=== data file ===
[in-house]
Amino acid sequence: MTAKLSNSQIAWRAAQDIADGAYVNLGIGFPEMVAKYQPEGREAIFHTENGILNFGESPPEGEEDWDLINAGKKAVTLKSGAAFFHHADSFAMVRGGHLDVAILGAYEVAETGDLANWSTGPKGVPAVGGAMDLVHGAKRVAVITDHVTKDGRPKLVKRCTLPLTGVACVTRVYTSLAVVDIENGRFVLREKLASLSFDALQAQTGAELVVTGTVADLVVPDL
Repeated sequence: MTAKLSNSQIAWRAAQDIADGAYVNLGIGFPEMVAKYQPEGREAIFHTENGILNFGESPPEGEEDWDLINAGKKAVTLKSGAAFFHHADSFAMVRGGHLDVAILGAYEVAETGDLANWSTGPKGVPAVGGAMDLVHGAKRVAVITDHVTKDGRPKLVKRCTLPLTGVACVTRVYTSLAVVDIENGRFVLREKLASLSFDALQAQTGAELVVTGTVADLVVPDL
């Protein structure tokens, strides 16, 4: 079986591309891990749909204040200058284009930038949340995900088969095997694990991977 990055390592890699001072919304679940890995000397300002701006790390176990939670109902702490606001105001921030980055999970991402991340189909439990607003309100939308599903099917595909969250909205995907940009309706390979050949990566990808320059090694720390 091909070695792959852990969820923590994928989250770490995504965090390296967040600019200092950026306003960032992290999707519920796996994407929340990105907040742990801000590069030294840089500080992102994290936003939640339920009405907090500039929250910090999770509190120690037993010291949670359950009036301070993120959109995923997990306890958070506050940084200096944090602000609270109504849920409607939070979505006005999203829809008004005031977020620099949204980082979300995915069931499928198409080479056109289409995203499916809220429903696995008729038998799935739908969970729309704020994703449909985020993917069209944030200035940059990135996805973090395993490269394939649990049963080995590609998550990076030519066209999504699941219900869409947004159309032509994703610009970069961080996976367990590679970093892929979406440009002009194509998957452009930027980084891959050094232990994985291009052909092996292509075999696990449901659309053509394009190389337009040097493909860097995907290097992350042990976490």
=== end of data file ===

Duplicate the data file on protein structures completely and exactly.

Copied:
[in-house]
Amino acid sequence: MTAKLSNSQIAWRAAQDIADGAYVNLGIGFPEMVAKYQPEGREAIFHTENGILNFGESPPEGEEDWDLINAGKKAVTLKSGAAFFHHADSFAMVRGGHLDVAILGAYEVAETGDLANWSTGPKGVPAVGGAMDLVHGAKRVAVITDHVTKDGRPKLVKRCTLPLTGVACVTRVYTSLAVVDIENGRFVLREKLASLSFDALQAQTGAELVVTGTVADLVVPDL
Repeated sequence: MTAKLSNSQIAWRAAQDIADGAYVNLGIGFPEMVAKYQPEGREAIFHTENGILNFGESPPEGEEDWDLINAGKKAVTLKSGAAFFHHADSFAMVRGGHLDVAILGAYEVAETGDLANWSTGPKGVPAVGGAMDLVHGAKRVAVITDHVTKDGRPKLVKRCTLPLTGVACVTRVYTSLAVVDIENGRFVLREKLASLSFDALQAQTGAELVVTGTVADLVVPDL
């Protein structure tokens, strides 16, 4: 079986591309891990749909204040200058284009930038949340995900088969095997694990991977 990055390592890699001072919304679940890995000397300002701006790390176990939670109902702490606001105001921030980055999970991402991340189909439990607003309100939308599903099917595909969250909205995907940009309706390979050949990566990808320059090694720390 091909070695792959852990969820923590994928989250770490995504965090390296967040600019200092950026306003960032992290999707519920796996994407929340990105907040742990801000590069030294840089500080992102994290936003939640339920009405907090500039929250910090999770509190120690037993010291949670359950009036301070993120959109995923997990306890958070506050940084200096944090602000609270109504849920409607939070979505006005999203829809008004005031977020620099949204980082979300995915069931499928198409080479056109289409995203499916809220429903696995008729038998799935739908969970729309704020994703449909985020993917069209944030200035940059990135996805973090395993490269394939649990049963080995590609998550990076030519066209999504699941219900869409947004159309032509994703610009970069961080996976367990590679970093892929979406440009002009194509998957452009930027980084891959050094232990994985291009052909092996292509075999696990449901659309053509394009190389337009040097493909860097995907290097992350042990976490």